The concept on how a funereal should be carried out is suddenly changing and perhaps not before time. For decades, and perhaps even centuries, funerals have been all about ceremony and protocol.
Is the "zero fuss" funeral the way to go?
Very recently, when David Bowie died, the direct cremation was the choice he had made. And many years ago, John Lennon had a similar arrangement. This option means the body is sent straight to the crematorium from either hospital, hospice or home with no attendance or ceremony. The ashes are then scattered as per the family’s wishes. Still small in numbers, this type of final farewell is likely to grow in popularity. As well as being considerably less expensive, it cancels out the ordeal of a funeral itself for friends and family alike.
There are other types of funerals too...
The bio urn
The bio urn or bio degradable urn will help you to live on and provide new life for a tree after your death. If you or your family chose this, your ashes are added to the biodegradable urn
containing a tree seed. When planted in a suitable spot, the tree seed of choice absorbs the nutrients in your ashes as well as moisture, germinates and begins to grow. The urn is made from coconut shell, compacted peat and cellulose.
What a wonderful idea for someone who cares about the environment and the planet, and wants to make a final statement by reducing their carbon footprint in this way. The idea came from the Catalan artist and product designer Gerard Moline who combined the romantic notion of life after death with an eco solution.
The burial pod
Another innovative idea, and still in the design and development stage, is the burial pod
where a person's body is posed in the fetal position and placed into an egg-shaped pod attached to a tree seedling - if possible, the type of tree is chosen by the deceased before their death. The pod is then planted in the earth and, as the tree grows, it draws nutrients from body to provide a living memorial for friends and family to visit.
The resulting aesthetic appeal of a forest of trees, in place of rows of tombstones, could also have an important impact on the environment by not only ensuring the planting of new trees but also preventing the cutting down of existing trees for traditional wood coffins. Like the bio urn, this concept was also Italian – the designers being Raoul Bretzel and Anna Citelli.
Both the bio urn and the burial pod (if the ideas really catch on) could lead to special gardens, parks or woodland areas dedicated for the planting of these trees in different areas of the country. This is an amazing opportunity to create protected forests as final resting places for all the right reasons – beauty, peace of mind, shade, protection, oxygen, a safe shelter for wildlife and a wonderful place for children to explore knowing that their ancestors are watching over them.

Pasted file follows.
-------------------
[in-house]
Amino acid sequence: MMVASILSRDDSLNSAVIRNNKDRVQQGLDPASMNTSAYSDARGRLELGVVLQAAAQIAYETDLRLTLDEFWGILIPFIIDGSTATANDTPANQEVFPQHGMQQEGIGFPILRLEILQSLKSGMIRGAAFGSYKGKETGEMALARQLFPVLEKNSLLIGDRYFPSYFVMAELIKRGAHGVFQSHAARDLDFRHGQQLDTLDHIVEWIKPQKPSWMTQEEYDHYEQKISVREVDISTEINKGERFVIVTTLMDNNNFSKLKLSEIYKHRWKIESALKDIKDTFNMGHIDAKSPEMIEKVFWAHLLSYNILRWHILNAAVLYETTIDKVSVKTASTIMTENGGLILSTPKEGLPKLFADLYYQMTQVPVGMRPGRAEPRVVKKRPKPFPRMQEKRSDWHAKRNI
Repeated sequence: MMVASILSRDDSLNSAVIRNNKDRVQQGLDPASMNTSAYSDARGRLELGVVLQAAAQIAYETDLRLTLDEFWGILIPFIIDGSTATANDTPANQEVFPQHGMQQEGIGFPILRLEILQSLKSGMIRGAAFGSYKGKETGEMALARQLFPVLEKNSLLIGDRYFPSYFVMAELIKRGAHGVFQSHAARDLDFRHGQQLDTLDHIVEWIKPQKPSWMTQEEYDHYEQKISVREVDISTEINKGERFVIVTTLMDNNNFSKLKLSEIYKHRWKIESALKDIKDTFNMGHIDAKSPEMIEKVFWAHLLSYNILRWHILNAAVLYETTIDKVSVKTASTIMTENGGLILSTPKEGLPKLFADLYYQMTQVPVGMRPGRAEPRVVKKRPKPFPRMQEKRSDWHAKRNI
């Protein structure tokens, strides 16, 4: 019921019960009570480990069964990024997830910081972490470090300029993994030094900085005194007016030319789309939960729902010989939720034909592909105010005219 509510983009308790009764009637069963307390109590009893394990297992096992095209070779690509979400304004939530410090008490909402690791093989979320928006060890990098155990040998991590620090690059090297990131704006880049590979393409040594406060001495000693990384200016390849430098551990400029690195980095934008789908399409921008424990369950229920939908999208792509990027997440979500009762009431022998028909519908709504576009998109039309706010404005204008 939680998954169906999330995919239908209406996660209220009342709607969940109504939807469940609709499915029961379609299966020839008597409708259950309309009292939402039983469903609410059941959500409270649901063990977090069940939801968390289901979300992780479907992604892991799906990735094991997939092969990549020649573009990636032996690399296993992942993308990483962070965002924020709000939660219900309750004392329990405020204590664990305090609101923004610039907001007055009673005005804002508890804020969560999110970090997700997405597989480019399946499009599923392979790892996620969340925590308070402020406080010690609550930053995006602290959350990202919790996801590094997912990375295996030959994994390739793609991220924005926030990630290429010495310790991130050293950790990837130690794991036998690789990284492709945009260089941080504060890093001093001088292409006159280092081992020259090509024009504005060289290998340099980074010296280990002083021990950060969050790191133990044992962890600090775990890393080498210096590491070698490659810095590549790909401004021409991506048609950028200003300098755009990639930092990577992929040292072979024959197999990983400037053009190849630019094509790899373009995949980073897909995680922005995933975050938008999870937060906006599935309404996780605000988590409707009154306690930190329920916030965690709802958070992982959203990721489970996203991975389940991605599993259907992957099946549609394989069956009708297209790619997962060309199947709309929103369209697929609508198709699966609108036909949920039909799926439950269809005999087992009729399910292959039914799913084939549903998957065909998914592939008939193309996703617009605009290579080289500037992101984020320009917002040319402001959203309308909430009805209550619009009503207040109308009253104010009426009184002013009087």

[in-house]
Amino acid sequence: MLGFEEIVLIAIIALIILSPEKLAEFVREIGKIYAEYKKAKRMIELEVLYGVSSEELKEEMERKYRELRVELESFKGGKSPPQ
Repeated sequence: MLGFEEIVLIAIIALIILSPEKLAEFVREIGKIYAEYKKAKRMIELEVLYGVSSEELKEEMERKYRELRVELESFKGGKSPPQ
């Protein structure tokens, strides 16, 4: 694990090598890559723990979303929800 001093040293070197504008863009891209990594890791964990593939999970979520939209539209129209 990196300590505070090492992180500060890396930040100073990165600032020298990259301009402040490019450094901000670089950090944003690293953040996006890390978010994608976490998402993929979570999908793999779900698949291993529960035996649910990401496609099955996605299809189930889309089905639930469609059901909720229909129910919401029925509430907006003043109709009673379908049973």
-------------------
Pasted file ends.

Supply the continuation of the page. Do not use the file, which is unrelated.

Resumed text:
At the moment, and unique to Florida, is a funeral home where patrons can opt to have their tissues dissolved as an alternative to traditional cremation. The process, called resomation or "bio-cremation", uses heated water and potassium hydroxide to liquefy the body, leaving only bones behind. The bones are then pulverized in much the same way as regular cremation. Apparently, this is a more environmentally friendly process than the natural-gas-fueled fire for cremation, which reaches temperatures of 1,600 to 1,800 degrees Fahrenheit (871 to 982 degrees Celsius), releasing carbon dioxide as well as trace chemicals such as mercury from dental fillings. Resomation requires water of only 350 degrees F (176 degrees C) and takes the same amount of time as traditional cremation.
These environmentally-friendly alternatives to wooden coffins are naturally hand crafted and you can choose from bamboo, seagrass, cane and willow. These type of caskets
can be used for cremations or for natural burials.
Natural burials are interments that take place without embalming and without the concrete vaults that line graves in most modern cemeteries. Bodies are wrapped in a shroud or placed in a biodegradable casket, the idea being that they will decompose naturally. There are at least 50 natural cemeteries in the USA with many regular cemeteries providing facilities for natural graves. Embalming comes with a very high cost and a growing concern about the environmental effects of the embalming procedures and all the goods and resources devoted to this modern method. In addition, many natural cemeteries double as nature preserves, and many people like the idea of contributing to the ecosystem after death by allowing the body to rejoin the cycle of life.
Georgia-based Eternal Reefs creates artificial reef material out of a mixture of concrete and human remains (the crushed bone left over from cremations). These heavy concrete orbs are then placed in areas where reefs need restoration, attracting fish and other organisms that turn the remains into an undersea habitat, providing an opportunity not just to return to an aquatic environment but to produce new life under the sea.
Finally, and yet another newcomer for an eco-burial suggestion. is a process called promession or freeze-drying and invented by Swedish marine biologist Susanne Wiigh-Masak. This process includes immersing the corpse in liquid nitrogen to make it very brittle before being vibrated and evaporated with any mercury fillings or surgical implants being filtered out before the powdered remains are laid to rest in a shallow grave. With a shallow burial, oxygen and water can mix with the powdered remains, turning them into compost.
Green and environmentally-friendly burials are starting to catch the imagination of the American and worldwide public.